Thursday, March 1, 2007

Nude Hike: Putvin Trail, Olympic National Forest

Mount Pershing as seen from the Putvin Trail
(Photo from USFS Trail Description)

Great nude hike report on the Putvin Trail # 813, in the Olympic National Forest; as posted in Naturist Hiker's Yahoo Forum by Steve. Steve recounts a hike he took during the summer months. Given the snow dump we've been having in the Northwest, I doubt the roads and trails are easily accessible, nor the hike necessarily a nude-friendly one at this time of year. Nevertheless, I've set this hike as one I'll attempt myself later this year.

Steve's adventure . . .

Here's another favorite hike in the Olympics that I enjoy: The Putvin Trail #813 starts near the end of the Hamma Hamma River Road (FS #25) in the Olympic National Forest of Washington State. The trail is a way trail originally used by hunters and trappers. As opposed to a "real trail" a "way trail" in this case is a boot worn scratch in the dirt that generally takes the shortest route from point A to point B which, in this case, is straight up the side of the mountain.

The Putvin Trail is about 3.7 miles from the trailhead ( elev 1530 ft.) to Lake of Angels (elev 4880 ft.) at the nominal end of the trail. The first half of the trail is through tall timber and across an avalanche chute. The second half breaks out above the timber into a series of narrow valleys that step their way to the ridgeline above. The first and lowest valley is sub-alpine and heavily vegetated vine maple, alder and mountain misery with areas of grass. At the upper end of this first valley is the "headwall" that must be climbed to make the step up to the next valley. The headwall is really a 300 ft high rock cliff. The trail follows along a steep, narrow ledge up the face of the headwall. In some places both hands and feet are required. It would be a difficult climb with a pack of any size, but it's clear that people often do.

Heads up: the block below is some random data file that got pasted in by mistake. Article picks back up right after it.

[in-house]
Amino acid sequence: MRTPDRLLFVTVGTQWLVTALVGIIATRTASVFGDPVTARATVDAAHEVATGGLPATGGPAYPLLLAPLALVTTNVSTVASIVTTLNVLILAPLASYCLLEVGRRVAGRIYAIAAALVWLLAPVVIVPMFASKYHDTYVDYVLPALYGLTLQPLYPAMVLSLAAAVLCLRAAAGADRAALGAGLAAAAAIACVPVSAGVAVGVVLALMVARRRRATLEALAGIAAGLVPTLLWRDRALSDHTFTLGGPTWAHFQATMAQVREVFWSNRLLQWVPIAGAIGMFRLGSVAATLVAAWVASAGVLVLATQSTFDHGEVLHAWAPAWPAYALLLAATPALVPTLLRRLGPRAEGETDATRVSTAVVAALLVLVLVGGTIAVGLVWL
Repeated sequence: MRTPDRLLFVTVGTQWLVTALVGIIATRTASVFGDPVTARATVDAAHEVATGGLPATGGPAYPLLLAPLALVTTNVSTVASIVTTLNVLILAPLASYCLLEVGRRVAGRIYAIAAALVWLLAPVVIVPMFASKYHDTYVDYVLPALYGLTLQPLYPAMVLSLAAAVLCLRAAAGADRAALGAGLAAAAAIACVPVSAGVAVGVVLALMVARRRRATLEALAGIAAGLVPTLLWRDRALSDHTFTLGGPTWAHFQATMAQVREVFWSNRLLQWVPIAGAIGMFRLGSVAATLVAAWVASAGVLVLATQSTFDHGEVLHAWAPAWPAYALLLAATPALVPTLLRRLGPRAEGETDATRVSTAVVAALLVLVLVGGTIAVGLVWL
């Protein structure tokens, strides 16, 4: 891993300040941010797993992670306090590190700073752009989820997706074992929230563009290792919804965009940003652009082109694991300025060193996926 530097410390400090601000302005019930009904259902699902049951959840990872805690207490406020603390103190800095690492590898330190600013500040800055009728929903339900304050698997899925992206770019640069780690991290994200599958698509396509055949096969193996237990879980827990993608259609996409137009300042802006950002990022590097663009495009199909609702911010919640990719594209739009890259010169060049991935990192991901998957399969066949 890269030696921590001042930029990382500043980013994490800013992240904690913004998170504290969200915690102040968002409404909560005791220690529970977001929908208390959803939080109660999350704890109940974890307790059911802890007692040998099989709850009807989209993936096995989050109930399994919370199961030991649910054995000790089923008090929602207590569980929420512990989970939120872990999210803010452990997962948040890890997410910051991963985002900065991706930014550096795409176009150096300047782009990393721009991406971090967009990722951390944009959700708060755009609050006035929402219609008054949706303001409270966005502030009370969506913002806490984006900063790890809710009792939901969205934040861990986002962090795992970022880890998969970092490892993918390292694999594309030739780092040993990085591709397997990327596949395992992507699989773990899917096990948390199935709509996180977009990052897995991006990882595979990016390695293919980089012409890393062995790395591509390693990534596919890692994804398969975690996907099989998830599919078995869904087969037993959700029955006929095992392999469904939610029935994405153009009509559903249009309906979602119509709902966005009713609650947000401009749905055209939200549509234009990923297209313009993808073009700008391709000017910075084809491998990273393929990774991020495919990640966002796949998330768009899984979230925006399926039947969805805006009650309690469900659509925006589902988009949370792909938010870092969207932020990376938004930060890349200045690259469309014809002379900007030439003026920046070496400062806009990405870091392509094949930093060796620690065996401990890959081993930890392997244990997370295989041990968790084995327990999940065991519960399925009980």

The top of the head wall marks the start of the second and shorter valley. At this point there are some excellent views of Mt. Skokomish and Mt. Pershing. The scene is much improved as the trail enters the third valley. Here you fine lush green grass and heather meadows ringed by short stands of alpine fir. Stark talus slopes rise on one side of the meadow all the way to the beige, treeless summit of Mt. Stone. Mt. Skokomish boxes the meadow in on the other side. Small streams meander lazily through the meadow connecting a few of the shallow ponds eventually to Whitehorse Creek, which is the primary stream in this series of valleys. This is my favorite of the four valleys because it fits my definition of a perfect alpine meadow.

The first time I hiked this trail, this is as far as I got. I was content to explore this meadow nude and enjoy its beauty. The trail does continue on up one more "wall" to the final valley at the end of the trail. The wall in this case is really a steep grassy meadow that the trail climbs before abruptly ending at Lake of Angels. This lake is a shallow one acre lake nestled in a small hanging valley below the peaks of Mt. Stone and Mt. Skokomish. Much of the terrain above the lake is treeless and barren except for heather and lichens. However, the meadow ringing the lake is lush, green grasses and heathers. It's a beautiful setting for camping and is usually where you find people if there are any to be found. There are some large flat rocks away from the lake that are great for sunning. Swimming is possible in the lake if you don't mind really cold water.

If you still have the energy, exploration of the ridges and peaks above the lake is an option as well. I did this on one hike when I discovered a group of fishermen on the shores of the lake. I ditched my day pack at one of the aforementioned sunning rocks and did a nude recon of the ridge above the lake. The fishermen were probably unaware of my presence. No other hikers were encountered.

I've hiked this trail several times in the last six years, usually during the week, and I seldom have met other hikers on the trail. I have met one bear. Fortunately, the bear was more startled than I was and yielded the right of way immediately.

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